This headline ran on a USA TODAY Network story about “senior sex,” which sought to debunk several myths about how older people feel about intimacy and carnal acts. The story itself was well researched and provided data on the issues at hand, ranging from STDs among seniors to a continuing sense of sexual attraction.
The problem for me? Both of my grandmothers have been dead for almost 15 years.
As much as I believe in a satisfying afterlife, I couldn’t get past the arrogance of the headline: “We know you, humble reader, and have a line on the sex life of your family members!”
According to its own audience metrics, almost two-thirds of its digital audience is 34 years old or older. Approximately one-third is in the 50+ range. Its print readership sits at approximately 64 percent at age 50+. At that age range, it seems highly improbably that the majority of the audience has grandparents, simply based on the math.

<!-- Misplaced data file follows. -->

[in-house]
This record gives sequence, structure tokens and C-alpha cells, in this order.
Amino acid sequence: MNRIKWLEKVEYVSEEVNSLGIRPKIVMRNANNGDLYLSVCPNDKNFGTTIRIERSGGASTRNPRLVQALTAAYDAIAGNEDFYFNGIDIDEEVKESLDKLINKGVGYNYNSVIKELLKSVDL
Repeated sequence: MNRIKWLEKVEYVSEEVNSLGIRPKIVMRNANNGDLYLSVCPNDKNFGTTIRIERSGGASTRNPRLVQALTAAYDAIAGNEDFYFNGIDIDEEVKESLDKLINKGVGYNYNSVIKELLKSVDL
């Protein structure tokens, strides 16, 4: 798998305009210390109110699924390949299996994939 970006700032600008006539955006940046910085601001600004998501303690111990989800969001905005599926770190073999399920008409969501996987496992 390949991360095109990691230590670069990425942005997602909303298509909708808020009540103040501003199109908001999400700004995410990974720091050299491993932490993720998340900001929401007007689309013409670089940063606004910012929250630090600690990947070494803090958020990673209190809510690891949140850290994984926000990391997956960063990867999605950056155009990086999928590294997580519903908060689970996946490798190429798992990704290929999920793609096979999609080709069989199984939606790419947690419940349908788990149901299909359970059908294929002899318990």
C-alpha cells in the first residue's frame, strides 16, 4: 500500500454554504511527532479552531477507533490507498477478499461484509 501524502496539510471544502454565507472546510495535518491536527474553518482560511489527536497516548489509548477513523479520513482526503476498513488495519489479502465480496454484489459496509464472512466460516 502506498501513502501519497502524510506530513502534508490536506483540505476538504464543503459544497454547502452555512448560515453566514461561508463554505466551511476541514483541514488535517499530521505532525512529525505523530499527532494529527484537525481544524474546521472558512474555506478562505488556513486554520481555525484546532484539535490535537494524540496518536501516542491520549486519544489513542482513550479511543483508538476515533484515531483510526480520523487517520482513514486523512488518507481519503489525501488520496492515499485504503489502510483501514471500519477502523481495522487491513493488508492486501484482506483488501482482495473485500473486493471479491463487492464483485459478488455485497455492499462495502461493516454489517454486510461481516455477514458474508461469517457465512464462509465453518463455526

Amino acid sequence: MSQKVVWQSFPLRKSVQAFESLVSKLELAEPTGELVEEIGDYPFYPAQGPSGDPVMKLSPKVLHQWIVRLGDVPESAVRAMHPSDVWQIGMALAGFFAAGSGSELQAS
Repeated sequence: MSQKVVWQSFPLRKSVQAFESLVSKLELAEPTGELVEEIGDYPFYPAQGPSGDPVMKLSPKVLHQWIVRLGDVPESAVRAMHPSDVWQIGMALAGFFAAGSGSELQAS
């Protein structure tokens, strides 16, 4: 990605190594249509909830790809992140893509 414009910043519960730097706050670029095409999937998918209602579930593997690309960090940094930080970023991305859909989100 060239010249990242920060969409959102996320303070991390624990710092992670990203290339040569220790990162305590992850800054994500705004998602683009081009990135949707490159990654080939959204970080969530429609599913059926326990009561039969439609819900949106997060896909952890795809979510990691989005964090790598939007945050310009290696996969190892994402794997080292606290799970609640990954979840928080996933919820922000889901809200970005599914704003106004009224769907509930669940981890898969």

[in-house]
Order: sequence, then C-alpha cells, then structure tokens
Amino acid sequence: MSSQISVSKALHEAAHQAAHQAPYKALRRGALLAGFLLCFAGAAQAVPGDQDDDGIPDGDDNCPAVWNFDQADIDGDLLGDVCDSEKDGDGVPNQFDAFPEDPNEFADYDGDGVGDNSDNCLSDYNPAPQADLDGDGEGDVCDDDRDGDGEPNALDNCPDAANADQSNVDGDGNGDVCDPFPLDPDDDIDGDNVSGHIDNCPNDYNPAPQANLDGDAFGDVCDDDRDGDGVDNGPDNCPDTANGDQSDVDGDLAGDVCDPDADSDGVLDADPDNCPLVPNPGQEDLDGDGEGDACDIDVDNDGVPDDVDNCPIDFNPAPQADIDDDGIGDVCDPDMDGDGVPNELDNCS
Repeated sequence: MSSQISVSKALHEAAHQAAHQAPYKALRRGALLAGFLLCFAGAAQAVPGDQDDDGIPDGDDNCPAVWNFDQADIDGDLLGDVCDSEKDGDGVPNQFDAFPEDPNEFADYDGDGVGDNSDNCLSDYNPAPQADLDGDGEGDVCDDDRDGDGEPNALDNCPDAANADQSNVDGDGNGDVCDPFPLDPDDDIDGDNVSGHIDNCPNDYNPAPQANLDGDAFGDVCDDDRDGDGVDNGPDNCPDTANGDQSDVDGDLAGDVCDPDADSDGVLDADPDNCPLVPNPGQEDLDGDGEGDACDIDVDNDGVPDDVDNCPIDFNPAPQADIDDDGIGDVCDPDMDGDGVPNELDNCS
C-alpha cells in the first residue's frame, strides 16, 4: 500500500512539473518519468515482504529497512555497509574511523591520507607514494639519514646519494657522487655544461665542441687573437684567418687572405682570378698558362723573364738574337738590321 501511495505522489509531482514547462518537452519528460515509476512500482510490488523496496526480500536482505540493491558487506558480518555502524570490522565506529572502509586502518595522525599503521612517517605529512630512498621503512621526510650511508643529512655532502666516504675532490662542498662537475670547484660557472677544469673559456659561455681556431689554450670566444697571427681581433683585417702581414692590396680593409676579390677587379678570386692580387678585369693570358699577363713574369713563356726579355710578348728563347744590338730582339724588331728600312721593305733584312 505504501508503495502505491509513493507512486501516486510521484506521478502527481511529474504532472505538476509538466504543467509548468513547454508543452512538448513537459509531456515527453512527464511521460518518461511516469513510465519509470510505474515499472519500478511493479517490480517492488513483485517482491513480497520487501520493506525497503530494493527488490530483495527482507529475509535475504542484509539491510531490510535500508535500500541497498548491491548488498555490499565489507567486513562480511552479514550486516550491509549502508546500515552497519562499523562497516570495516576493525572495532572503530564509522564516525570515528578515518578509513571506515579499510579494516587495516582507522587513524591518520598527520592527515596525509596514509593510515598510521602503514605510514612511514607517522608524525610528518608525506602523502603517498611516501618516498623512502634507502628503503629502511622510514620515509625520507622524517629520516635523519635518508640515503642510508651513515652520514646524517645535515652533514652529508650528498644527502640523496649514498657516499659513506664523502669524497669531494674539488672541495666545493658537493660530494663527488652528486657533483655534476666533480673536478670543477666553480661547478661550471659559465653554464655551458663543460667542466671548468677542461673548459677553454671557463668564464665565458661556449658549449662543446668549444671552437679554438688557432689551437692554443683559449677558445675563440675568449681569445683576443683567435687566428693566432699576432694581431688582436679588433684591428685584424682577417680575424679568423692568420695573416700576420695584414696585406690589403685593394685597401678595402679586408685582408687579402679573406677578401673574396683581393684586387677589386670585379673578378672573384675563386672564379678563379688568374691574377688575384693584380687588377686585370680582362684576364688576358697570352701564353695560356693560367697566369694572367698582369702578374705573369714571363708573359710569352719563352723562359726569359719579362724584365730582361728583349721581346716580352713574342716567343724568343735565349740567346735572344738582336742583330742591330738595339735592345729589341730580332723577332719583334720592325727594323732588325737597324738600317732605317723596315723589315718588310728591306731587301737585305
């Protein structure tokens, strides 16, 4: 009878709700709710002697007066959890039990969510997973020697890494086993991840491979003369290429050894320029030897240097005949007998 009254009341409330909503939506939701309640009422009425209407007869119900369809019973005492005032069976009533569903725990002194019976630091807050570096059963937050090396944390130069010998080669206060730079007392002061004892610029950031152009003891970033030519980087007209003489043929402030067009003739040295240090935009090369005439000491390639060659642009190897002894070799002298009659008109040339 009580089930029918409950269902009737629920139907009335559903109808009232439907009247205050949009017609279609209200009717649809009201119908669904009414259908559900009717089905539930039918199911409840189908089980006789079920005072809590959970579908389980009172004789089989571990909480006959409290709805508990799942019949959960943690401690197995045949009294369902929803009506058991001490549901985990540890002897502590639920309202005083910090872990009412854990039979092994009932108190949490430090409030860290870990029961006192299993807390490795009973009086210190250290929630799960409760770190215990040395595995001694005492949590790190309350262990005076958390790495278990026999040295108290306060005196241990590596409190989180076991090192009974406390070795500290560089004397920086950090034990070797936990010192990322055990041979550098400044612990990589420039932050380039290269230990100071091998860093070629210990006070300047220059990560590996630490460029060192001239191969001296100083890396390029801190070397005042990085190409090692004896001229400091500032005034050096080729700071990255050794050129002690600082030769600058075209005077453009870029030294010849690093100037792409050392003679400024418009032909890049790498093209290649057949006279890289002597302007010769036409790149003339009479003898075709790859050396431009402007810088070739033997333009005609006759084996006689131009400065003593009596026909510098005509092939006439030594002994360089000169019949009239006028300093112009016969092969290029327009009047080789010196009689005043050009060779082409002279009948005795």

This is the risk you run when you assume your readers are “all like me” or allow a cute idea to override logic and fact. If you know your audience well, you can avoid these issues and make your point without whiffing like this.